Often not a great idea?  

White descends at W2, and black will need to capture at a anyway. Then white has a solid wall on the outside. Allowing this can be worse than making the dumpling.

But wait! In the "good shape" version, W2 is an atari and black has to capture immediately. In the other variation, the black+circle stones still have two liberties. This is significant.

KataGo's improvement  

Before capturing at a, black has time to throw in the cut at B9. If white pulls out of atari, then white+circle is a liability later on. If white doesn't pull out of atari, then black doesn't need to play a after all. Either way, this makes a big difference to the evaluation of the position.

Lesson 1: Sometimes an extra tempo is worth more than stylish shape.

Variation a: the other extension isn't as good as it first looks

White has other options  

Here, white can atari at W2, threatening to capture black+circle. After B3, white's only options are a or b. In either case, the cutting point at c is a serious weakness, and black can squeeze. See if you can work out the details, then look up the answers at Haengma tutorial for beginners/Cross-cut position.

But white has another option. I can't see a general principle at work here: I think you just need to read it out.

Nice try, but this isn't it.  

First I wondered if white could avoid the squeeze by playing W2 here. Well yes, there is no squeeze, but white's left with three heavy stones that are in a lot of trouble. White can do much better.

White's refutation  

White just needs to atari underneath with W2, sacrificing white+circle. Both sides get to make a settled shape. Given that white was outnumbered locally in the starting position, this is a very good result for white.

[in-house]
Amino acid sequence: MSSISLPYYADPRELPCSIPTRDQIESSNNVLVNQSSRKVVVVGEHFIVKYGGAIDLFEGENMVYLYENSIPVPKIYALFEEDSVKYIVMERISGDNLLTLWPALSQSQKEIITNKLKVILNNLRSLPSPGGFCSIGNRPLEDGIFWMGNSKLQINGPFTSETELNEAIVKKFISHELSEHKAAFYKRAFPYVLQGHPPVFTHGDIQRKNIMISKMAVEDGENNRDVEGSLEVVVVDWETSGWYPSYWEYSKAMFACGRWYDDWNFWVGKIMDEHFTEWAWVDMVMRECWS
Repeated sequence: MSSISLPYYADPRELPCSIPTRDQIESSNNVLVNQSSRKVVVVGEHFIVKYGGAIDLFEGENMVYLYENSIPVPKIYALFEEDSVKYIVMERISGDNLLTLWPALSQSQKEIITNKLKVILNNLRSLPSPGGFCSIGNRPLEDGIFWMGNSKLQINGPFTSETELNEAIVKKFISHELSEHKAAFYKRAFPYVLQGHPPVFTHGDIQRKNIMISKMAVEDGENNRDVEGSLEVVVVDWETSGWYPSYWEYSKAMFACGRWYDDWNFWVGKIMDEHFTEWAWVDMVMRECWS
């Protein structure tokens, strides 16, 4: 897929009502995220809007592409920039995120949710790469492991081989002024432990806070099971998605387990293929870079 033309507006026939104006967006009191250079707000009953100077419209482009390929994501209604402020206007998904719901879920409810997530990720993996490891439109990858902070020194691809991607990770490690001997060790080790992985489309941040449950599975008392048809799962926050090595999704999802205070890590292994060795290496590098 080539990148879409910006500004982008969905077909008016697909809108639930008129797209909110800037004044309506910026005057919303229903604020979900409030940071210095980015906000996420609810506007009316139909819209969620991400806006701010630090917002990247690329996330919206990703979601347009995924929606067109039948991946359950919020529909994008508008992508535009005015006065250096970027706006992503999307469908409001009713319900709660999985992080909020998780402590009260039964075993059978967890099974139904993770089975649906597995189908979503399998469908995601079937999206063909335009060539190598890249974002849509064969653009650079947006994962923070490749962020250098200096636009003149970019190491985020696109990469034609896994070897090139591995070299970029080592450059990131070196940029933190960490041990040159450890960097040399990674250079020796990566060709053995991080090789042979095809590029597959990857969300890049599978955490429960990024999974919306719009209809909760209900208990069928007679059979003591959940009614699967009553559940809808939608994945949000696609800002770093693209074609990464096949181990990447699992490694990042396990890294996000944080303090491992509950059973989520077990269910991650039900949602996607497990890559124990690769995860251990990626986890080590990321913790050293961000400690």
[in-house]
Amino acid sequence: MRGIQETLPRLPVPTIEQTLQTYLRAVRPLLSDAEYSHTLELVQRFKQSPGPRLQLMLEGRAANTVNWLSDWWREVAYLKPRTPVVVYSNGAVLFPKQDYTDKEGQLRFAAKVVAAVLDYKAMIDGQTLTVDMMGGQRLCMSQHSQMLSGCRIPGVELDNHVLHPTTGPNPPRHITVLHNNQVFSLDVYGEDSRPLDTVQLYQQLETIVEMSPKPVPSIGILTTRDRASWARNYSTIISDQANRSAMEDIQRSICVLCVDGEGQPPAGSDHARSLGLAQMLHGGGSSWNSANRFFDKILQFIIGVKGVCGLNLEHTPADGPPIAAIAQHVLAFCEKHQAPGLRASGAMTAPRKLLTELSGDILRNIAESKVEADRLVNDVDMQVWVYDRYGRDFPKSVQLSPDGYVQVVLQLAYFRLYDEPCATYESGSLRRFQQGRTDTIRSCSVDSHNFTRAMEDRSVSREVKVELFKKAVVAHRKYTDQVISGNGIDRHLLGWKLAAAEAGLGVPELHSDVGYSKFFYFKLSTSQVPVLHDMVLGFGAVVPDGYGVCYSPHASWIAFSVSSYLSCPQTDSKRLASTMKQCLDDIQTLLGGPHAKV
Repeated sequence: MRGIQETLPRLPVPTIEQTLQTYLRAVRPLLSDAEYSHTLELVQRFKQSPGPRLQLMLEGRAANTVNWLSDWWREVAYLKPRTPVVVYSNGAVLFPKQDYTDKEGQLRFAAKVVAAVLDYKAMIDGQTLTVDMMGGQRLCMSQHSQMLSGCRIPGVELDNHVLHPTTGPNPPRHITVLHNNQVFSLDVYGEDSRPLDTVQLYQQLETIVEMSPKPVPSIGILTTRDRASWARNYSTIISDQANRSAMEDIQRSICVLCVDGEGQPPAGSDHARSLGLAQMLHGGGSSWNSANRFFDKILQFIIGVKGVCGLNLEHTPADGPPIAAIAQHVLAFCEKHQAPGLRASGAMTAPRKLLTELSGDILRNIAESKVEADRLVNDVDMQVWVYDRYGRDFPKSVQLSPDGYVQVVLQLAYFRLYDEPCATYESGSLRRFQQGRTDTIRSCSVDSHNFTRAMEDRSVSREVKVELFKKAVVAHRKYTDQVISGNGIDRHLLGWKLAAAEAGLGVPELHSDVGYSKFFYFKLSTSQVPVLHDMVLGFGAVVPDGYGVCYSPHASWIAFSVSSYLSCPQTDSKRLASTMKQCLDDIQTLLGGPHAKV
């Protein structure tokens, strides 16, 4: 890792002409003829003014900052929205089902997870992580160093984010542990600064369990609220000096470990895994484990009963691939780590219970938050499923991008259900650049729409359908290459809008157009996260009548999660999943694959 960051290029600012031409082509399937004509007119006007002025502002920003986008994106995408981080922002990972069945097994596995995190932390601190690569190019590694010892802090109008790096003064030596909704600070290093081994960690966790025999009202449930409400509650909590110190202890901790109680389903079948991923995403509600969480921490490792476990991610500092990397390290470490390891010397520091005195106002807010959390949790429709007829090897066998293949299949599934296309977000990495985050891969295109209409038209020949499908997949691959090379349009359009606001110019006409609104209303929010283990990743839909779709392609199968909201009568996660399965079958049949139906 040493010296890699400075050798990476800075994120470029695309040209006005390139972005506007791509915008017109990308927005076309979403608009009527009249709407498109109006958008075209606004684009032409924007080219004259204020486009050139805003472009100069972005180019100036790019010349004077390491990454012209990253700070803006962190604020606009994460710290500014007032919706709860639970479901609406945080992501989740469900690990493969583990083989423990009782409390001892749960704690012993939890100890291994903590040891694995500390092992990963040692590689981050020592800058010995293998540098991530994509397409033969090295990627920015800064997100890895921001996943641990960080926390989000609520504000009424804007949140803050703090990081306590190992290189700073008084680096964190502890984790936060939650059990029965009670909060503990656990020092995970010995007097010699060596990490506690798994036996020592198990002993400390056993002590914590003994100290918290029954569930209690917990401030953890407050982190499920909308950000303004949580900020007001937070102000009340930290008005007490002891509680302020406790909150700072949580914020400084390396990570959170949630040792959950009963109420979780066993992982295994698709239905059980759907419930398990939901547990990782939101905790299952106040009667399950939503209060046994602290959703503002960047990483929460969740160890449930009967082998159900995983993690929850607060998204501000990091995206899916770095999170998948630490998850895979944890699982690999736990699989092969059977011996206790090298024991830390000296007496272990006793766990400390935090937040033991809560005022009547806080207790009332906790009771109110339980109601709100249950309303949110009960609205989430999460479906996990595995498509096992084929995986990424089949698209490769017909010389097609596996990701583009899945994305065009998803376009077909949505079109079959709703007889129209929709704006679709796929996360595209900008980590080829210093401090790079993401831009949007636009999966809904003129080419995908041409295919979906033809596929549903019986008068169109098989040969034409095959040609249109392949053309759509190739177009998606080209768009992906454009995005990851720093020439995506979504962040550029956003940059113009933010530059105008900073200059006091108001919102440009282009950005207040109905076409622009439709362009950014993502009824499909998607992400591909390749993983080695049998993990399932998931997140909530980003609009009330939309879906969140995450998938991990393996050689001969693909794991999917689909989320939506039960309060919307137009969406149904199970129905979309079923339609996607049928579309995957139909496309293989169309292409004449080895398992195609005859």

Variation e: the good atari

Now we get to KataGo's recommended move:

What next?  

How do you follow up here? Beginner's instincts might be to play a or b, to capture W2 and strengthen B1. But instead:

A variation on the first variation  

Remember at the top of the page, where black played B1 at B3? And in that case, white's best reply is at a. Well, after the exchange of B1 for W2, white at a now looks like a bad move. So instead:

Lots of choices for both  

White's best option is to play W4, capturing B1. After B5, KataGo likes all of a, b and c about equally well, and black can choose whether to follow up by capturing white+circle or by attacking the weak white stones below. So this is definitely the sort of wide open position that you don't want as black in a handicap game! But for an even-game fight between players of equal strength, black is looking good here.

The key move is the combination of B1 and B3: after giving atari, you don't need to defend the B1 stone or go all-out trying to capture W2.

Lesson 2: Treat atari as a forcing move and be prepared to sacrifice that stone

(Aside: I'm sure I remember being told that abandon forcing stones? is a fundamental proverb, but we don't seem to have a page for it?)

Discussion welcome. I bet there's things I've misinterpreted, or other variations I should have mentioned.

Cross Cut Example 3 last edited by xela on January 13, 2024 - 02:10